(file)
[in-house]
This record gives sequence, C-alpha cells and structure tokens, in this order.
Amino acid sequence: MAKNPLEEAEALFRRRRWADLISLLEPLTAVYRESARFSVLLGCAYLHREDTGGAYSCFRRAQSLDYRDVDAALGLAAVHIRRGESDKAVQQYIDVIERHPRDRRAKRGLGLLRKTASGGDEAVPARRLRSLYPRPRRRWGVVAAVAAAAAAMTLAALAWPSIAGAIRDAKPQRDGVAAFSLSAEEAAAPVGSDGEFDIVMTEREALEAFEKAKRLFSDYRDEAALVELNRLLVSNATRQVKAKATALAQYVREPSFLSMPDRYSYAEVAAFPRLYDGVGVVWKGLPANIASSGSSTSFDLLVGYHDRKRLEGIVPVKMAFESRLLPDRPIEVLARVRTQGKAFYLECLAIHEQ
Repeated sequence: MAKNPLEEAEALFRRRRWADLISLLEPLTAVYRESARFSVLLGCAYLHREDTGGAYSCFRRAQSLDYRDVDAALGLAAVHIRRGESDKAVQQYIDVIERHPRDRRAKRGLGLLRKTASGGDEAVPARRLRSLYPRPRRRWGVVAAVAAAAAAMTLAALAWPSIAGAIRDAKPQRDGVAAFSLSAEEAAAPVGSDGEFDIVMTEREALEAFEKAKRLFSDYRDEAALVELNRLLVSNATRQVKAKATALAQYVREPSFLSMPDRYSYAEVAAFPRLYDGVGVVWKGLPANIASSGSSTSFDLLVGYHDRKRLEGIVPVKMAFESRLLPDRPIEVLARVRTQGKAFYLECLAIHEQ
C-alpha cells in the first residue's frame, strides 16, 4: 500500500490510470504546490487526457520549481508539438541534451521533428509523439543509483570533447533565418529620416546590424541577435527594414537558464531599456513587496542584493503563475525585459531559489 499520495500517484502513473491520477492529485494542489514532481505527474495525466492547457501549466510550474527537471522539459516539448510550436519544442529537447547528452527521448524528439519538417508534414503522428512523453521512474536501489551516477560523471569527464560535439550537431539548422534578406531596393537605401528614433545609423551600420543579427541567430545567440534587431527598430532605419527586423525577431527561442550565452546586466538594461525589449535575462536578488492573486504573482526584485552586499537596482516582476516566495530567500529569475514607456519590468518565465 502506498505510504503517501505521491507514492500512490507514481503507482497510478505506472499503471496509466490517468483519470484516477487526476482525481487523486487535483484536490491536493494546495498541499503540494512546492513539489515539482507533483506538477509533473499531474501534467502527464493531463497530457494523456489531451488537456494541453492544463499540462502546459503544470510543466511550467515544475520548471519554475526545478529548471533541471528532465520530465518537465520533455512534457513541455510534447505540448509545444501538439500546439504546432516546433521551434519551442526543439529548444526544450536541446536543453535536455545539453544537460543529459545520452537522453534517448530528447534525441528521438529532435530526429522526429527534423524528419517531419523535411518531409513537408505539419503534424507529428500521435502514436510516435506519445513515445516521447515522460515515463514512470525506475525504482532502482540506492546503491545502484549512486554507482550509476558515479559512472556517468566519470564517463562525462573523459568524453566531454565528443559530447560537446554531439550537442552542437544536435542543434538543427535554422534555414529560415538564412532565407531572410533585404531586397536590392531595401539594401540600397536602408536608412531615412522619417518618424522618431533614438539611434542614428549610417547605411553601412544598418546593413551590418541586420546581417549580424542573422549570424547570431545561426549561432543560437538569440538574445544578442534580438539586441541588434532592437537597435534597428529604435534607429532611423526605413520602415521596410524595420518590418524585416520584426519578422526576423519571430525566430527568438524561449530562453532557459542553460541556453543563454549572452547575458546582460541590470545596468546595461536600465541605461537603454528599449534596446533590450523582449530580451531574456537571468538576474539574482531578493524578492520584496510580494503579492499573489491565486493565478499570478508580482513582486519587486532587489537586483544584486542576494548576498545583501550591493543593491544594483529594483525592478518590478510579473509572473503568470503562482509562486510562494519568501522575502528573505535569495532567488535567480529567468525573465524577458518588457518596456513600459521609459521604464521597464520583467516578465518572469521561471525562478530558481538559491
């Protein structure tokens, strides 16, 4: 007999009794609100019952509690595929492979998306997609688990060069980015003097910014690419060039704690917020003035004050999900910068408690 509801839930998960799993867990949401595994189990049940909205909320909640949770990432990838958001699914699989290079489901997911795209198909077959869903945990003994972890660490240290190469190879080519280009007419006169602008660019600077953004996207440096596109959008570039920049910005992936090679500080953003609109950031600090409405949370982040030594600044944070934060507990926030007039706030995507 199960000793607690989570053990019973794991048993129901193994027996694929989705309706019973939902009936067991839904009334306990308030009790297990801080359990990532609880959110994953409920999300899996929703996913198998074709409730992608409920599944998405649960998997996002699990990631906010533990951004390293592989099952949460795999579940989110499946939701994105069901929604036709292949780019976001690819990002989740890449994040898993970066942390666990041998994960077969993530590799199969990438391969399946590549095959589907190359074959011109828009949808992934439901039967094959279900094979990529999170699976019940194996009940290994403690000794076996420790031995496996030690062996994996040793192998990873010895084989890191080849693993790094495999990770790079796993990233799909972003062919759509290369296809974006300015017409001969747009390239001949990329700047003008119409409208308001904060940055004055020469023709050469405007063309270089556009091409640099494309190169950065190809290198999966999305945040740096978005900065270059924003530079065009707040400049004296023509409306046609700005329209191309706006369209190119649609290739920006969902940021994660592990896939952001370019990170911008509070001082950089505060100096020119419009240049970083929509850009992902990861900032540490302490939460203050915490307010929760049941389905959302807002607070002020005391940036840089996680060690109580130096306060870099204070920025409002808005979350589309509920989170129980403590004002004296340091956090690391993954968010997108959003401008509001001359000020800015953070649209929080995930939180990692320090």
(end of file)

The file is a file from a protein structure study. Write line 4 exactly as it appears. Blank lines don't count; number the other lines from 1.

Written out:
Repeated sequence: MAKNPLEEAEALFRRRRWADLISLLEPLTAVYRESARFSVLLGCAYLHREDTGGAYSCFRRAQSLDYRDVDAALGLAAVHIRRGESDKAVQQYIDVIERHPRDRRAKRGLGLLRKTASGGDEAVPARRLRSLYPRPRRRWGVVAAVAAAAAAMTLAALAWPSIAGAIRDAKPQRDGVAAFSLSAEEAAAPVGSDGEFDIVMTEREALEAFEKAKRLFSDYRDEAALVELNRLLVSNATRQVKAKATALAQYVREPSFLSMPDRYSYAEVAAFPRLYDGVGVVWKGLPANIASSGSSTSFDLLVGYHDRKRLEGIVPVKMAFESRLLPDRPIEVLARVRTQGKAFYLECLAIHEQ